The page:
Stage Aurora “God’s Trombones” Review

Stage Aurora opened “God’s Trombones” on December 5, which will be on-stage through December 14, 2014. The production is based on James Weldon Johnson’s tribute to the powerful African-American preachers of his past. Johnson’s book, published in 1927, contains an introduction, a prayer, and seven short sermons in verse, and stage adaptations depend solely upon the vision of director. Casting could be limited to one person (male, with a strong voice) or expanded. Darryl Reuben Hall, Stage Aurora’s Founder and Executive Director, has framed the work as an immersive extravaganza, filled with music, song, and dance, with an energetic cast of over forty performers.

trombones01The set is fittingly simple, with a screen at the back for projected images, partitions on either side that suggested stained glass windows, and poinsettias toward the front.

Each scene includes a narration of Johnson’s verse as written, with song and dance added. Scene One depicts “The Prayer,” with Post to Post Links II error: No link found for term slug "Deacons Joiakin Foster" and Joseph Wells as narrators. Both were excellent choices for this important first scene, as they ask for mercy for sinners. A choral rendition of “Ain’t That Good News,” which included dance, followed.

“The Creation,” Scene Two, follows, with several children as performers, and ten narrators, all women. Chinua Richardson appears as God, a role he repeats in other scenes. He is a much younger version of God than we usually visualize, but fits right into Johnson’s creation story, which has a God who smiles as he sets about making a world, and is especially pleased with the outcome of shaping a lump of clay in his own image. Two songs, “Creation Song,” by the children and “I Am God” were incorporated in the scene.

“The Prodigal Son,” Scene Three, was a crowd favorite, narrated by Drickus Horne and performed as a contemporary parable. Joseph Wells is the resigned Father, the restless Son is Isaiah Houston, who finds his way to the big city, meets the Devil (Adrian Smith – in a role he repeats in other scenes) posing as a New Found Friend, takes up bad behaviors, and succumbs to the wiles of the Women of Babylon (Shacrisa Bell, Dewonna Singleton, Teresa Smith, Kenyada Williams). The Son finally realizes the error of his ways, and returns home, ending with Houston’s solo, “Running Back to You.” Houston, an assistant director and musical director for the show, was responsible for choosing the songs and other music to accompany Johnson’s words. The musicians for the production were Vernon Rico and Bruce Davis who used a synthesizer and percussion to fill the auditorium with sound.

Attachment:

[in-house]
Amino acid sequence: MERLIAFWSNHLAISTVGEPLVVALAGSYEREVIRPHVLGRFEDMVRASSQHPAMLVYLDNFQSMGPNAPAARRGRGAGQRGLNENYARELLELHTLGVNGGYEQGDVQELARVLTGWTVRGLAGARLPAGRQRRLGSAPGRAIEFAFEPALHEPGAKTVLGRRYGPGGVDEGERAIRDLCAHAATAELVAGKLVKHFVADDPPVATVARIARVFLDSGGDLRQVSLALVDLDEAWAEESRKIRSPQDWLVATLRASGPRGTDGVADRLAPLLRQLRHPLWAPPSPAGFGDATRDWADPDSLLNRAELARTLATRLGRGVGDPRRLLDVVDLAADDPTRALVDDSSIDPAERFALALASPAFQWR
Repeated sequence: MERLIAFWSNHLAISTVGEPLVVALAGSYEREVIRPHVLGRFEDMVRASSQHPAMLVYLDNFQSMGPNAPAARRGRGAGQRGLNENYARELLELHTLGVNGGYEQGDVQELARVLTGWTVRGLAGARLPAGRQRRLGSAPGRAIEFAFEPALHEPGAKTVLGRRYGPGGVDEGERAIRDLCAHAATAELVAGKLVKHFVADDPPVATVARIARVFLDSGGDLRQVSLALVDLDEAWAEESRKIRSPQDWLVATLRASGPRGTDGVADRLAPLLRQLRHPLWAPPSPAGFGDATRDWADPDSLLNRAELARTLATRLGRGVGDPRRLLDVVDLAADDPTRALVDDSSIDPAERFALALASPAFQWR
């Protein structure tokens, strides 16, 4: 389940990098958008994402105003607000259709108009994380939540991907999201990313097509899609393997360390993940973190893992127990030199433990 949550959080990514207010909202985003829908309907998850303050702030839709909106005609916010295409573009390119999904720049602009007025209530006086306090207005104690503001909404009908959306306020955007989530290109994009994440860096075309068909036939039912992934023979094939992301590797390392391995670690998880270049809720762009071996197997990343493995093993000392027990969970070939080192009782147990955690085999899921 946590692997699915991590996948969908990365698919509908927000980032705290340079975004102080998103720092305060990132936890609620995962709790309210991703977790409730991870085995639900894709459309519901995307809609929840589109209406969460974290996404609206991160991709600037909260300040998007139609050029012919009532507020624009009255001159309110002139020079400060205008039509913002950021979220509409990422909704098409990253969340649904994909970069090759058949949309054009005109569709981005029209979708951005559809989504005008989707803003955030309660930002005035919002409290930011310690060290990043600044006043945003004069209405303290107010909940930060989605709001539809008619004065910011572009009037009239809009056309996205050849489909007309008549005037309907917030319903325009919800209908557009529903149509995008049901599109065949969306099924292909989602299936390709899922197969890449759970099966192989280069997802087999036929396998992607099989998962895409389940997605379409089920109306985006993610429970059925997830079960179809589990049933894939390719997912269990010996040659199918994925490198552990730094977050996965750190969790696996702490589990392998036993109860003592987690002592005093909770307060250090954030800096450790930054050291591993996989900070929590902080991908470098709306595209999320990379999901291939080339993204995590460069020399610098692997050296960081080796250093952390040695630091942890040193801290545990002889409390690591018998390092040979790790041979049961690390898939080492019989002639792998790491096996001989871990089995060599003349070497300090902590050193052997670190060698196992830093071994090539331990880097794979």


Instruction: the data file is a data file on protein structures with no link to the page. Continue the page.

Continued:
LaVida Thomas-Richardson performed a dream-like dance solo, which preceded the Crucifixion scene. The Narrator was Teresa Smith (also an assistant director), who brought a sorrowing passion to Johnson’s words. Others in this central scene included Joiakin Foster as Jesus, Isaiah Houston as Judas, Traci Webster, Kai Smith, and Jessica Wright as Disciples, Drickus Horne as Governor, Chinua Robinson as Simon, Detrick Wilson as a Guard, Michael Robinson as Pilate, Tiffany Wright as Mary, and Joseph Wells as a Roman guard.

Additional scenes include a funeral sermon as a good woman, Sister Carolyn (Tametra Smith), leaves pain behind as she is carried home by Death; the story of the obedient Noah (Michael Robinson); and the story of Moses, which evokes quite a bit of petulance on the part of Pharaoh’s Wife (Desiree Coats, alternately the role is played by Latisha Jackson) as she wonders who will serve the Egyptians now.

The last scene of “God’s Trombones”  leaves the audience with something to think about: And where will you stand on Judgment Day? And once again, a large chorus filled the stage with song.

But that wasn’t quite the end. James Weldon Johnson, a Jacksonville native who has a local school named for him, was famous for his work as an author, educator, and civil rights activist. The entire cast honored his life and contributions with the lyrics for which he is most famous, as they sang “Lift Every Voice and Sing” to resounding applause.

Don’t miss the chance to see these talented performers bring Johnson’s words come to life. Guest appearances by Ericka Dunlap, who was crowned Miss America in 2004, and Rodney L. Hurst Sr., award-winning author and civil rights activist, are planned for future Stage Aurora productions. And also note that the company will be staging August Wilson’s “Piano Lesson” beginning February 20, 2015. See ticketleap.com for tickets, and see stageaurora.org or call 904-765-7372 for additional information.

About Dick Kerekes & Leisla Sansom

The Dual Critics of EU Jacksonville have been reviewing plays together for the past nine years. Dick Kerekes has been a critic since 1980, starting with The First Coast Entertainer and continuing as the paper morphed into EU Jacksonville. Leisla Sansom wrote reviews from time to time in the early 80s, but was otherwise occupied in the business world. As a writing team, they have attended almost thirty Humana Festivals of New America Plays at Actors Theatre in Louisville, Kentucky, and many of the annual conferences sponsored by the American Theatre Critics Association, which are held in cities throughout the country. They have reviewed plays in Cincinnati, Chicago, Miami, Sarasota, Minneapolis, Orlando, New York, Philadelphia, Sarasota, San Francisco, Shepherdstown, and The Eugene O’Neill Center in Waterford, Massachusetts. They currently review about one hundred plays annually in the North Florida area theaters, which include community, college, university, and professional productions.

X
X